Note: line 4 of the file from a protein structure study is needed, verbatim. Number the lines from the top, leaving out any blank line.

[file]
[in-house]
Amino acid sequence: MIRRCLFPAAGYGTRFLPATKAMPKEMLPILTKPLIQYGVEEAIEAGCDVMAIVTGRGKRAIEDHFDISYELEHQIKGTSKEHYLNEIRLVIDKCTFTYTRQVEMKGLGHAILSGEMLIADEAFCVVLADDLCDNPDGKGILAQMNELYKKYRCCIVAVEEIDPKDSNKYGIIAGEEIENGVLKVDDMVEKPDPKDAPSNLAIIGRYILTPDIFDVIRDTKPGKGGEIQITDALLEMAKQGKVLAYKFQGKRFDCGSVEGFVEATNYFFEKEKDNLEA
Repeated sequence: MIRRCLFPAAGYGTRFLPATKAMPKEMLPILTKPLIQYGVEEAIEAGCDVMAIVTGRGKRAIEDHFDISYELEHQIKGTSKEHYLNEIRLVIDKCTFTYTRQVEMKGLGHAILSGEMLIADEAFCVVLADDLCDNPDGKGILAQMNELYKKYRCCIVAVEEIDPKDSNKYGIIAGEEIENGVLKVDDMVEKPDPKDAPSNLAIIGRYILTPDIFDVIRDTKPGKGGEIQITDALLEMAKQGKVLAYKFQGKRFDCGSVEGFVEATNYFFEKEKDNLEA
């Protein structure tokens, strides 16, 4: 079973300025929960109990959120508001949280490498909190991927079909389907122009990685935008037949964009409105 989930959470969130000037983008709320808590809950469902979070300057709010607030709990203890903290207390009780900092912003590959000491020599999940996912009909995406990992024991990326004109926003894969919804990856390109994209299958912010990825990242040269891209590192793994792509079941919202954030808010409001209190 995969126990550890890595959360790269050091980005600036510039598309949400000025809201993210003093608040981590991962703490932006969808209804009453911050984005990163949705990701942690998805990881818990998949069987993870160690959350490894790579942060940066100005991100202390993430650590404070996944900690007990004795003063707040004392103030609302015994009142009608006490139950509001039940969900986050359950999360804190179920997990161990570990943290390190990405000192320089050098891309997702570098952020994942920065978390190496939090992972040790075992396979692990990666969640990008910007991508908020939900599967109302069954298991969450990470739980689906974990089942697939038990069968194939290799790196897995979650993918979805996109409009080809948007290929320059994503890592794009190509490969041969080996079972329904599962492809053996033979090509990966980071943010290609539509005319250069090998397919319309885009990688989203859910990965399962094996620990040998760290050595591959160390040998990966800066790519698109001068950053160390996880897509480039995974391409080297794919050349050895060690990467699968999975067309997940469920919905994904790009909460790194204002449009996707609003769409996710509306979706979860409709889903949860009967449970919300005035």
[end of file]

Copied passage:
């Protein structure tokens, strides 16, 4: 079973300025929960109990959120508001949280490498909190991927079909389907122009990685935008037949964009409105 989930959470969130000037983008709320808590809950469902979070300057709010607030709990203890903290207390009780900092912003590959000491020599999940996912009909995406990992024991990326004109926003894969919804990856390109994209299958912010990825990242040269891209590192793994792509079941919202954030808010409001209190 995969126990550890890595959360790269050091980005600036510039598309949400000025809201993210003093608040981590991962703490932006969808209804009453911050984005990163949705990701942690998805990881818990998949069987993870160690959350490894790579942060940066100005991100202390993430650590404070996944900690007990004795003063707040004392103030609302015994009142009608006490139950509001039940969900986050359950999360804190179920997990161990570990943290390190990405000192320089050098891309997702570098952020994942920065978390190496939090992972040790075992396979692990990666969640990008910007991508908020939900599967109302069954298991969450990470739980689906974990089942697939038990069968194939290799790196897995979650993918979805996109409009080809948007290929320059994503890592794009190509490969041969080996079972329904599962492809053996033979090509990966980071943010290609539509005319250069090998397919319309885009990688989203859910990965399962094996620990040998760290050595591959160390040998990966800066790519698109001068950053160390996880897509480039995974391409080297794919050349050895060690990467699968999975067309997940469920919905994904790009909460790194204002449009996707609003769409996710509306979706979860409709889903949860009967449970919300005035």